A K-pop act’s title track isn’t always the best song on their album, even if it’s the one most people will hear. Sometimes, b-sides deserve recognition too. In the singles-oriented world of K-pop, I want to spotlight some of these buried treasures and give them the props they deserve.
Twice’s new album is good. They’ve been killing their b-sides for years now, but this might just be their most consistent release yet. The fact that it’s fifteen tracks long (without the remix) is just mind-boggling. It almost makes me wish the album was given Western-style promotion, where various singles spur from its tracklist over the next few months. There’s too much great material here to go to waste.
With that said, Formula of Love: O+T=<3 isn’t the kind of album with huge, undeniable standouts. Instead, so many songs would earn an upper-8’s rating from me. This makes it hard to pick a definitive buried treasure. I’m enamored by the disco funk that’s present on tracks like Moonlight, Cruel, Real You, F.I.L.A and Push & Pull. But, I’m also blown away by the soft-rock Cactus, which finally lets the girls showcase their vocals. Throughout the entire album, they sing in such a comfortable and confident range. They’ve never sounded better.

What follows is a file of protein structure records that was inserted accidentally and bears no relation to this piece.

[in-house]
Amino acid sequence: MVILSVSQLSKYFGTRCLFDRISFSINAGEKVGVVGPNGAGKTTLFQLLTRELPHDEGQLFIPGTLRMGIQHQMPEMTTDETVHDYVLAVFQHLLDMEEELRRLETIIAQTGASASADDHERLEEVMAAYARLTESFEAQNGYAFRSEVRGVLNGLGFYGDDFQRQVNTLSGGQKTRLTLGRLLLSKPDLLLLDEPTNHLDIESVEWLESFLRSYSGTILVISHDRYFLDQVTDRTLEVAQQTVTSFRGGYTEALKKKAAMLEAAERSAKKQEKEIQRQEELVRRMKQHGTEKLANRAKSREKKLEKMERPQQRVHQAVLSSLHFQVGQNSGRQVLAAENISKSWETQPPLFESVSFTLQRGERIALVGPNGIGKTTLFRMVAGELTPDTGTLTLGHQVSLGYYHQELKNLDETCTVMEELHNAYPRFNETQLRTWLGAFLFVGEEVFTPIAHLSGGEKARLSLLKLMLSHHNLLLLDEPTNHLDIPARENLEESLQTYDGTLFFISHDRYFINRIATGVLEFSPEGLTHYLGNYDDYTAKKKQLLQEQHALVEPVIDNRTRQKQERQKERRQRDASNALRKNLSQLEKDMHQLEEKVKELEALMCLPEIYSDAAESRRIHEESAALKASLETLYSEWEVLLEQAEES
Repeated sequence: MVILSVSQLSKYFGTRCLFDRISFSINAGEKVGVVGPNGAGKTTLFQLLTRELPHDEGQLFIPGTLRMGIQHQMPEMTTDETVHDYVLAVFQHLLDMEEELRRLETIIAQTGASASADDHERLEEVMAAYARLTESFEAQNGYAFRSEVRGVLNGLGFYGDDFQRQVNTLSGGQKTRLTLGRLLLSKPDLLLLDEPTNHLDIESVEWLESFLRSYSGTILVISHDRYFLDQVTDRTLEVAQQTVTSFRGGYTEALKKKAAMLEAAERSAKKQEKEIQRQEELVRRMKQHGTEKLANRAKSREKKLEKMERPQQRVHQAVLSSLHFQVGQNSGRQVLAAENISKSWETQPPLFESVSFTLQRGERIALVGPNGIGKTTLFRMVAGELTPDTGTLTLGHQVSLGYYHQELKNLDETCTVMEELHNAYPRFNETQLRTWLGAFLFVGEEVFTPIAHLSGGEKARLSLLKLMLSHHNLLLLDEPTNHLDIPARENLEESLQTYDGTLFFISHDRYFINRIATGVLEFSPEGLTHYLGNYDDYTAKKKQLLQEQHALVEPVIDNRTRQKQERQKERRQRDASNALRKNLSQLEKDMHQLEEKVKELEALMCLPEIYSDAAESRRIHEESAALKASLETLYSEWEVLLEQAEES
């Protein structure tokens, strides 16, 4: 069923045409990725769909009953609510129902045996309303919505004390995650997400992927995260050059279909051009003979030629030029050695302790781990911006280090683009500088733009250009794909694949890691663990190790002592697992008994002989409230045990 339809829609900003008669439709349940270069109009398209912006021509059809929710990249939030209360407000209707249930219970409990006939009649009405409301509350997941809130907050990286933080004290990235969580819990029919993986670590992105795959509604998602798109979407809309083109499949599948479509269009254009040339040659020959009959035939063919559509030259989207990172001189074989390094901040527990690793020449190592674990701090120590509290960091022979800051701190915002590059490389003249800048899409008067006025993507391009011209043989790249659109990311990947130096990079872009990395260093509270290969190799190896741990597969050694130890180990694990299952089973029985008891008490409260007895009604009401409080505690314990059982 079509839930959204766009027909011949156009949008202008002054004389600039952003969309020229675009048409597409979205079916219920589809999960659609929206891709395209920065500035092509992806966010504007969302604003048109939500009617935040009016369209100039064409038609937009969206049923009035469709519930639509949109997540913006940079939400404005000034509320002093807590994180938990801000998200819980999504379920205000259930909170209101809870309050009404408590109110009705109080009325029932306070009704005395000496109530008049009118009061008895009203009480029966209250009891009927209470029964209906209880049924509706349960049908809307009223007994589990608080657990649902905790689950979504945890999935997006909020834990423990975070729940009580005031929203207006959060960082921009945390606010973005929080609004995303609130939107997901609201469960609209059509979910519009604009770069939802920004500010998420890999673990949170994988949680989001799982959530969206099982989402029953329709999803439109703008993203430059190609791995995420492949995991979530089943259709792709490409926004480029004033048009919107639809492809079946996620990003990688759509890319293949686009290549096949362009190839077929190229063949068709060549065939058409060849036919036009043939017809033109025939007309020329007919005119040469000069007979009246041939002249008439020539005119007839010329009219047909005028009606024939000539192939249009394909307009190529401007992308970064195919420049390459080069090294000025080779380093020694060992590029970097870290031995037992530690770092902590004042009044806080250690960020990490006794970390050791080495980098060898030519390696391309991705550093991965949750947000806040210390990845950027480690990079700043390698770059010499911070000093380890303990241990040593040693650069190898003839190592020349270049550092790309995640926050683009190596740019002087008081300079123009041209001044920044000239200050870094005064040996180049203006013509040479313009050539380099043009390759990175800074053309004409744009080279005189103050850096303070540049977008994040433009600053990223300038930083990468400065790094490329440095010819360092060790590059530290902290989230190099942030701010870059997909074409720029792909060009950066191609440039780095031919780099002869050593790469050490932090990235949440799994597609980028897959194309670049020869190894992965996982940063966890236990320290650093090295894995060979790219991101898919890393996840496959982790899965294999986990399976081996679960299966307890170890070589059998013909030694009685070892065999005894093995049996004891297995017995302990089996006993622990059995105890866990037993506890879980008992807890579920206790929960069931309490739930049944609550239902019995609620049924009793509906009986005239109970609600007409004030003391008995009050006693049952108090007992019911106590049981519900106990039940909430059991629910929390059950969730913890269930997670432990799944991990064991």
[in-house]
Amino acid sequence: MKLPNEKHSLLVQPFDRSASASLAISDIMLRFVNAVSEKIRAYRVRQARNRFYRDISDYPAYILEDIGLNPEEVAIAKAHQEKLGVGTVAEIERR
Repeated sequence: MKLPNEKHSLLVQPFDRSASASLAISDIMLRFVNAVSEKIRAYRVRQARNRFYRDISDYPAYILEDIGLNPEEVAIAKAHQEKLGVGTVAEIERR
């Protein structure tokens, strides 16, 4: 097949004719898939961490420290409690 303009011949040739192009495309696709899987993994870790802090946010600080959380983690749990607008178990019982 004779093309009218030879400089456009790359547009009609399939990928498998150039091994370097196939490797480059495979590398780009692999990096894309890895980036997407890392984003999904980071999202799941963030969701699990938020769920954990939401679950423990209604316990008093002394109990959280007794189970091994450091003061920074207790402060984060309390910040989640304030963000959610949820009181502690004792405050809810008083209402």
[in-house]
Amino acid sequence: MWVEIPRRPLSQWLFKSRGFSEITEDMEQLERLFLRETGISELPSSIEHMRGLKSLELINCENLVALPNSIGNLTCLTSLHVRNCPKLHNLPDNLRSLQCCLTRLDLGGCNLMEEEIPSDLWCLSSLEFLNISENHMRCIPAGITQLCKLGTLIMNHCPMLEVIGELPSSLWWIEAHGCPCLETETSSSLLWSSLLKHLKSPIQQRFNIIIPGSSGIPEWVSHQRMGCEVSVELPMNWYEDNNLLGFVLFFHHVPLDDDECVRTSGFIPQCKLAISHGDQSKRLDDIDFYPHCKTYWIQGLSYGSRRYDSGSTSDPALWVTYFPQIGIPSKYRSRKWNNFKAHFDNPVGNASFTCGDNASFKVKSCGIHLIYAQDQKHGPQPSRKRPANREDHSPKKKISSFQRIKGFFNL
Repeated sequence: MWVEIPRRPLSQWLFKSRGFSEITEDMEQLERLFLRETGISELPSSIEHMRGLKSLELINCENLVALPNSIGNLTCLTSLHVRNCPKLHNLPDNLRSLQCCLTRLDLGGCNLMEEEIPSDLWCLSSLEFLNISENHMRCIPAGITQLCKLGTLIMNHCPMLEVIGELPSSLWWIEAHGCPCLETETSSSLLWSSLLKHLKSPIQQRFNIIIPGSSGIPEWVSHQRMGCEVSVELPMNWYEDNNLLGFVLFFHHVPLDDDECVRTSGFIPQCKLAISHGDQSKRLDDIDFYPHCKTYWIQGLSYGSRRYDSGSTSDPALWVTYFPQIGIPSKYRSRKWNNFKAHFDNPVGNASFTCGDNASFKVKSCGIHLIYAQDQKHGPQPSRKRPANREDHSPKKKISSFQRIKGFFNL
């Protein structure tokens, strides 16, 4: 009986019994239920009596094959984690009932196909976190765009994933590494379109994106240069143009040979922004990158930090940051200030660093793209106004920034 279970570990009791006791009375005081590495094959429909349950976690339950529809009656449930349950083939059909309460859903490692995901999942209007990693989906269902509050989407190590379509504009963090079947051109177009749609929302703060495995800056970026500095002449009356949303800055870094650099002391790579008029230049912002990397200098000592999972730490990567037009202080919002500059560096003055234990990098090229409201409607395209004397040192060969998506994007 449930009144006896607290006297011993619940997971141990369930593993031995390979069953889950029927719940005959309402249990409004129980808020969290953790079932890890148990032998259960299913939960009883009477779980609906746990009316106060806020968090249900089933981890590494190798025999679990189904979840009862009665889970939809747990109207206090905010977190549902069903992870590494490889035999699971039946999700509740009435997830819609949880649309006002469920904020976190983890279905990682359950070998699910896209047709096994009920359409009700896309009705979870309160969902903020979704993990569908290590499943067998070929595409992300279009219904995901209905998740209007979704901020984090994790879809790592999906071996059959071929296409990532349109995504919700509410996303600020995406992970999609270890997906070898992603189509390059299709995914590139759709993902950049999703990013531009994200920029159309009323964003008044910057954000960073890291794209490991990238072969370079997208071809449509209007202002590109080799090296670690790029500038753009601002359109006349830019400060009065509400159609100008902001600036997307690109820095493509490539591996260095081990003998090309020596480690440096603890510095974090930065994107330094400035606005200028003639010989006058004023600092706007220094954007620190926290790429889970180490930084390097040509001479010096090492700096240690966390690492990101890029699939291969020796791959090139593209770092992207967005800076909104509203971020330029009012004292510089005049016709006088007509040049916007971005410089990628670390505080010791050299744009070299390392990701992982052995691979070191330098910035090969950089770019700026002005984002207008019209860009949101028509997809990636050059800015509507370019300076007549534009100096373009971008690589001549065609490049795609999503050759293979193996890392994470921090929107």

When it comes down to it, I decided to opt for the song that feels most quintessentially disco. F.I.L.A (Fall In Love Again) boasts my favorite bassline on the album, and its disco strings, rhythm guitar and handclaps create an atmosphere that’s impossible to resist. I love the retro backing vocals, which contrast well with Twice’s icier performance. They use head voice quite often, but it’s executed in a soft, wispy manner that fits perfectly with the nimble beat.
Then of course, there’s F.I.L.A’s fantastic melody. Its chorus is catchy from the get-go, but the verses are equally well-constructed. Twice are clearly taking cues from Dua Lipa’s Future Nostalgia, but twisting the sound just enough to fit their own color. By the time we hit F.I.L.A’s climactic dance break, succumbing to the disco inferno is inevitable.